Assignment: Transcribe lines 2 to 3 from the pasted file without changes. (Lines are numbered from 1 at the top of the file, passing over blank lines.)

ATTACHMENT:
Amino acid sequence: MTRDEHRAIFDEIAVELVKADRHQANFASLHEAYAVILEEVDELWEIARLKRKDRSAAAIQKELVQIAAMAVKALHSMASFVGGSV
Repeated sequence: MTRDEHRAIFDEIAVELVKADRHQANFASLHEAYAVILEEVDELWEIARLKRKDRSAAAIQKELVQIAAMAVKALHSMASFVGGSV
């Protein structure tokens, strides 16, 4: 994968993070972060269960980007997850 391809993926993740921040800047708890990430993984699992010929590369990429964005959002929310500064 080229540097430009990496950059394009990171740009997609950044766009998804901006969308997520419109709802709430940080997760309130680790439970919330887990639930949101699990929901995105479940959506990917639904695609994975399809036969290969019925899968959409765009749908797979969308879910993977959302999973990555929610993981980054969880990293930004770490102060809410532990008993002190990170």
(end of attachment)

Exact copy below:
Repeated sequence: MTRDEHRAIFDEIAVELVKADRHQANFASLHEAYAVILEEVDELWEIARLKRKDRSAAAIQKELVQIAAMAVKALHSMASFVGGSV
């Protein structure tokens, strides 16, 4: 994968993070972060269960980007997850 391809993926993740921040800047708890990430993984699992010929590369990429964005959002929310500064 080229540097430009990496950059394009990171740009997609950044766009998804901006969308997520419109709802709430940080997760309130680790439970919330887990639930949101699990929901995105479940959506990917639904695609994975399809036969290969019925899968959409765009749908797979969308879910993977959302999973990555929610993981980054969880990293930004770490102060809410532990008993002190990170």